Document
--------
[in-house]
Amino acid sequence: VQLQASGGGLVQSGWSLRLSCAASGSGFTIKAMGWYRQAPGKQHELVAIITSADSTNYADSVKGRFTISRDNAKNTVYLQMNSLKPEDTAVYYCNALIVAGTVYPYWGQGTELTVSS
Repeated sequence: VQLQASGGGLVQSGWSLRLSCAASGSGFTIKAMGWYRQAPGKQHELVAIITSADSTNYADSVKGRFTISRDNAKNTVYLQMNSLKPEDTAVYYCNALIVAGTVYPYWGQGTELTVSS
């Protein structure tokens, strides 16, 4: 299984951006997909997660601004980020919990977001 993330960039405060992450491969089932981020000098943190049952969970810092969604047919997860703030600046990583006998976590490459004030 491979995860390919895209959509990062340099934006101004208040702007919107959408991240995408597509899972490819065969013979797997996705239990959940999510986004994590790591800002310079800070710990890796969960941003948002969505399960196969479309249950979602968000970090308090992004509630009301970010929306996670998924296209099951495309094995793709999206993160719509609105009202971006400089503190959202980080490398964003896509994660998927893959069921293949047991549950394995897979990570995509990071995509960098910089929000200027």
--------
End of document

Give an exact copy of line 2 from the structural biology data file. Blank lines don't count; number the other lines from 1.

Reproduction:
Amino acid sequence: VQLQASGGGLVQSGWSLRLSCAASGSGFTIKAMGWYRQAPGKQHELVAIITSADSTNYADSVKGRFTISRDNAKNTVYLQMNSLKPEDTAVYYCNALIVAGTVYPYWGQGTELTVSS